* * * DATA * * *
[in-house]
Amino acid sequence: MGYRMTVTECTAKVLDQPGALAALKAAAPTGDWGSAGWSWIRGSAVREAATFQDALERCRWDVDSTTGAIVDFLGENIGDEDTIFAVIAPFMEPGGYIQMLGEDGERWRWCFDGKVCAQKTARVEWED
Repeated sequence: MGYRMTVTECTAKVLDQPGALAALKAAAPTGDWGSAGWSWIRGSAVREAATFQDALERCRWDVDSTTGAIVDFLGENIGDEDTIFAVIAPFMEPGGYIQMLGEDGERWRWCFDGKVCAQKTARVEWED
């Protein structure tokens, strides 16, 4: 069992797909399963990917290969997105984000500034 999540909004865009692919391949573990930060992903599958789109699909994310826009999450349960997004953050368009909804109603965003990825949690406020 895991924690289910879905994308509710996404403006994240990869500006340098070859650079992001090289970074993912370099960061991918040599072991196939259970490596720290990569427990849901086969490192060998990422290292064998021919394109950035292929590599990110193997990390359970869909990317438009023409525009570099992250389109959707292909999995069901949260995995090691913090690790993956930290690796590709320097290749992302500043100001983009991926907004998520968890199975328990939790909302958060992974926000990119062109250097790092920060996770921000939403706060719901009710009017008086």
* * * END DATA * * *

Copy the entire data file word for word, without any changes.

[in-house]
Amino acid sequence: MGYRMTVTECTAKVLDQPGALAALKAAAPTGDWGSAGWSWIRGSAVREAATFQDALERCRWDVDSTTGAIVDFLGENIGDEDTIFAVIAPFMEPGGYIQMLGEDGERWRWCFDGKVCAQKTARVEWED
Repeated sequence: MGYRMTVTECTAKVLDQPGALAALKAAAPTGDWGSAGWSWIRGSAVREAATFQDALERCRWDVDSTTGAIVDFLGENIGDEDTIFAVIAPFMEPGGYIQMLGEDGERWRWCFDGKVCAQKTARVEWED
């Protein structure tokens, strides 16, 4: 069992797909399963990917290969997105984000500034 999540909004865009692919391949573990930060992903599958789109699909994310826009999450349960997004953050368009909804109603965003990825949690406020 895991924690289910879905994308509710996404403006994240990869500006340098070859650079992001090289970074993912370099960061991918040599072991196939259970490596720290990569427990849901086969490192060998990422290292064998021919394109950035292929590599990110193997990390359970869909990317438009023409525009570099992250389109959707292909999995069901949260995995090691913090690790993956930290690796590709320097290749992302500043100001983009991926907004998520968890199975328990939790909302958060992974926000990119062109250097790092920060996770921000939403706060719901009710009017008086």